At Nuttlebury she passed the village inn, whose sign creaked in response to the greeting of her footsteps, which not a human soul heard but herself. Under the thatched roofs her mind's eye beheld relaxed tendons and flaccid muscles, spread out in the darkness beneath coverlets made of little purple patchwork squares, and undergoing a bracing process at the hands of sleep for renewed labour on the morrow, as soon as a hint of pink nebulosity appeared on Hambledon Hill.

At three she turned the last corner of the maze of lanes she had threaded, and entered Marlott, passing the field in which as a club-girl, she had first seen Angel Clare, when he had not danced with her; the sense of disappointment remained with her yet. In the direction of her mother's house she saw a light. It came from the bedroom window, and a branch waved in front of it and made it wink at her. As soon as she could discern the outline of the house-newly thatched with her money-it had all its old effect upon Tess's imagination. Part of her body and life it ever seemed to be; the slope of its dormers, the finish of its gables, the broken courses of brick which topped the chimney, all had something in common with her personal character. A stupefaction had come into these features, to her regard; it meant the illness of her mother.

She opened the door so softly as to disturb nobody; the lower room was vacant, but the neighbour who was sitting up with her mother came to the top of the stairs, and whispered that Mrs Durbeyfield was no better, though she was sleeping just then. Tess prepared herself a breakfast, and then took her place as nurse in her mother's chamber.

In the morning, when she contemplated the children, they had all a curiously elongated look; although she had been away little more than a year their growth was astounding; and the necessity of applying herself heart and soul to their needs took her out of her own cares.

Her father's ill-health was the same indefinite kind, and he sat in his chair as usual. But the day after her arrival he was unusually bright. He had a rational scheme for living, and Tess asked him what it was.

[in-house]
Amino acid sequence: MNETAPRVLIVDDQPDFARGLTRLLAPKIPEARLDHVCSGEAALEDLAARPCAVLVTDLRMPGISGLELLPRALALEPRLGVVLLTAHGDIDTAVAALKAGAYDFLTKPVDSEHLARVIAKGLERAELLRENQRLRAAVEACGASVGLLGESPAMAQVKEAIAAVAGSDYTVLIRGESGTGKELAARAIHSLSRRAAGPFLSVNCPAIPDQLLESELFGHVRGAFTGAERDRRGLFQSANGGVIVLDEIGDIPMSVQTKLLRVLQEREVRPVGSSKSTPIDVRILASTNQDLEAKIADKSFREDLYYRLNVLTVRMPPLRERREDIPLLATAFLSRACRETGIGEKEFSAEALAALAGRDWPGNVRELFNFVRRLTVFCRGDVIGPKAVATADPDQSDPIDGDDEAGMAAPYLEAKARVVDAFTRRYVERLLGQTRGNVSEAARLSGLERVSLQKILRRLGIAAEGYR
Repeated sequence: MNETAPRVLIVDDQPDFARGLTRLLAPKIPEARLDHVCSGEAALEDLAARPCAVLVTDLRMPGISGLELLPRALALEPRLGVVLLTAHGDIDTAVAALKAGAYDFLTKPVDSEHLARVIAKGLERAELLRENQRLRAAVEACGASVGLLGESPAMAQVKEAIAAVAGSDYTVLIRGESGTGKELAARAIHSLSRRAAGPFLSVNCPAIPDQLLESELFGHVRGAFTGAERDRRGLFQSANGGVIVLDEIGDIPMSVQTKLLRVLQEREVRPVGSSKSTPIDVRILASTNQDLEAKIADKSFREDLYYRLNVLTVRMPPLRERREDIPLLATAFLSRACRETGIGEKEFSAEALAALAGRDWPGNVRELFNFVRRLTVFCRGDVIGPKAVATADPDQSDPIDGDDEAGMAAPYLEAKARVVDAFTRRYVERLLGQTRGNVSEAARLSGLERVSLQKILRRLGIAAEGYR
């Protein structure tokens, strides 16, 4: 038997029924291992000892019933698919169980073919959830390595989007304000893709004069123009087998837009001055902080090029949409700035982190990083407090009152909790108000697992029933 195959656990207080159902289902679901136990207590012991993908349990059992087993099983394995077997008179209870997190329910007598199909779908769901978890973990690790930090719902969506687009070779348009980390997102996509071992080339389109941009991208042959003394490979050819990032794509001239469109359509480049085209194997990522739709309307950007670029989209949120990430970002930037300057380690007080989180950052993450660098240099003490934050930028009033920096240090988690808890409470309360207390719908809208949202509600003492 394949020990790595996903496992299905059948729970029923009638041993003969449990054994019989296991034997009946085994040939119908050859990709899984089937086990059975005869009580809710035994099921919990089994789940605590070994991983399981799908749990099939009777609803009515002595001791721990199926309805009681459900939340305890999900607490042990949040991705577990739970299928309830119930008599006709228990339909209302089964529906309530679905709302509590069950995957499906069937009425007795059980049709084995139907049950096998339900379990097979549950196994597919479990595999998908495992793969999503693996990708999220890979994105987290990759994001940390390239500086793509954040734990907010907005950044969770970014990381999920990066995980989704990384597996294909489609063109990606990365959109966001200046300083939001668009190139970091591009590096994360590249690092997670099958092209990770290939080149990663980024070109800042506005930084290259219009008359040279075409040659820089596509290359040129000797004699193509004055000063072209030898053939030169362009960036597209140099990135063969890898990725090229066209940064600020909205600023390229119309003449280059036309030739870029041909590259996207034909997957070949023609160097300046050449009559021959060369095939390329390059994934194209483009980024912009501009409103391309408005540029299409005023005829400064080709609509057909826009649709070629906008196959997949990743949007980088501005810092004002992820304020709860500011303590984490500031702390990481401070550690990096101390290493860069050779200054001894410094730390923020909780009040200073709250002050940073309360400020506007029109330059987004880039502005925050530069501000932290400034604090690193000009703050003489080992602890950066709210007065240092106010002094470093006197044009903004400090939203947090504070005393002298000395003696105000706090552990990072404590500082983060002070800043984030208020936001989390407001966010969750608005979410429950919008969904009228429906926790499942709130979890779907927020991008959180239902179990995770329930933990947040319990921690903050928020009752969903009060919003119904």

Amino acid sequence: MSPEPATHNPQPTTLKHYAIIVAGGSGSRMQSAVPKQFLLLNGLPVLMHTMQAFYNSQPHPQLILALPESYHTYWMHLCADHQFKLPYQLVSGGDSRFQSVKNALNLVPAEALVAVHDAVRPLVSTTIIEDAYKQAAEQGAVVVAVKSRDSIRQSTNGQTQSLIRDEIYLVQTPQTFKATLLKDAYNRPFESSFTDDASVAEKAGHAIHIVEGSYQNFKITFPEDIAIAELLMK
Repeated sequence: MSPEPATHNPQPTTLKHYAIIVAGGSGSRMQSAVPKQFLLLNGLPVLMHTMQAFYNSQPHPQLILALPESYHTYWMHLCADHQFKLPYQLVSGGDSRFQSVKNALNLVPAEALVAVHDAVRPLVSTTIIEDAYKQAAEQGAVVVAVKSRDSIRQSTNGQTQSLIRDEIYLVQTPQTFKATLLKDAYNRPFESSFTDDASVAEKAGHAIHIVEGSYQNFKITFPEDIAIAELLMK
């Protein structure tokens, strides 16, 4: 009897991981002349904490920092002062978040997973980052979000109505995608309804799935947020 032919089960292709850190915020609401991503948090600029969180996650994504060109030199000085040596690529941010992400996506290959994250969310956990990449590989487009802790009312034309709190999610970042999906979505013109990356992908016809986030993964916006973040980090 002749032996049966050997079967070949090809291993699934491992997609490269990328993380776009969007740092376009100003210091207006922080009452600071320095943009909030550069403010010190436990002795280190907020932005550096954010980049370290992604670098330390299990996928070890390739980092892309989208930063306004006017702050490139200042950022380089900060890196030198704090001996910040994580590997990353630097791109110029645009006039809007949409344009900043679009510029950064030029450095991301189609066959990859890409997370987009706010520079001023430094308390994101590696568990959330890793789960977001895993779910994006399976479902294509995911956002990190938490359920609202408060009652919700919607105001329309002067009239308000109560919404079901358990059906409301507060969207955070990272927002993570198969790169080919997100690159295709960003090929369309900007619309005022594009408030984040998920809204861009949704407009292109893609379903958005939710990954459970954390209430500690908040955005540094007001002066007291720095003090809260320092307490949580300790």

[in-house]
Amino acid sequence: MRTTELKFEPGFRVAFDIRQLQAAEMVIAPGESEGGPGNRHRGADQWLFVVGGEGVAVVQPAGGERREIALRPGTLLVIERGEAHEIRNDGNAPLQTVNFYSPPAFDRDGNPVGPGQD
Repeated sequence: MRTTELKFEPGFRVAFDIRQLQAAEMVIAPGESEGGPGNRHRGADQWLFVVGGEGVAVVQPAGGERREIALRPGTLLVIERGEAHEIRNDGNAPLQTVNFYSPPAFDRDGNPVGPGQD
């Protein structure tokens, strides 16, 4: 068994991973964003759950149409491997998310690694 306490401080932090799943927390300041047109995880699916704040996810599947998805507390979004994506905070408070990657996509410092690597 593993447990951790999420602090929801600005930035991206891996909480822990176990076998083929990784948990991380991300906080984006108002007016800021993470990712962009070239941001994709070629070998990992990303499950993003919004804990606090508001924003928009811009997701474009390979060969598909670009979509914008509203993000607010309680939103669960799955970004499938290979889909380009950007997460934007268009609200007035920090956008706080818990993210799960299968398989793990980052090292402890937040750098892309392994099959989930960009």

''I'm thinking of sending round to all the old antiqueerians in this part of England,'' he said, ''asking them to subscribe to a fund to maintain me. I'm sure they'd see it as a romantical, artistical, and proper thing to do. They spend lots o' money in keeping up old ruins, and finding the bones o' things, and such like; and living remains must be more interesting to 'em still, if they only knowed of me. Would that somebody would go round and tell 'em what there is living among 'em, and they thinking nothing of him! If Pa'son Tringham, who discovered me, had lived, he'd ha' done it, I'm sure.''

Tess postponed her arguments on this high project till she had grappled with pressing matters in hand, which seemed little improved by her remittances. When indoor necessities had been eased she turned her attention to external things. It was now the season for planting and sowing; many gardens and allotments of the villagers had already received their spring tillage; but the garden and the allotment of the Durbeyfields were behindhand. She found, to her dismay, that this was owing to their having eaten all the seed potatoes,-that last lapse of the improvident. At the earliest moment she obtained what others she could procure, and in a few days her father was well enough to see to the garden, under Tess's persuasive efforts: while she herself undertook the allotment-plot which they rented in a field a couple of hundred yards out of the village.

She liked doing it after the confinement of the sick chamber, where she was not now required by reason of her mother's improvement. Violent motion relieved thought. The plot of ground was in a high, dry, open enclosure, where there were forty or fifty such pieces, and where labour was at its briskest when the hired labour of the day had ended. Digging began usually at six o'clock, and extended indefinitely into the dusk or moonlight. Just now heaps of dead weeds and refuse were burning on many of the plots, the dry weather favouring their combustion.

One fine day Tess and 'Liza-Lu worked on here with their neighbours till the last rays of the sun smote flat upon the white pegs that divided the plots. As soon as twilight succeeded to sunset the flare of the couch-grass and cabbage-stalk fires began to light up the allotments fitfully, their outlines appearing and disappearing under the dense smoke as wafted by the wind. When a fire glowed, banks of smoke, blown level along the ground, would themselves become illuminated to an opaque lustre, screening the workpeople from one another; and meaning of the ''pillar of a cloud'', which was a wall by day and a light by night, could be understood.

Title: Tess of the d'Urbervilles
Author: Thomas Hardy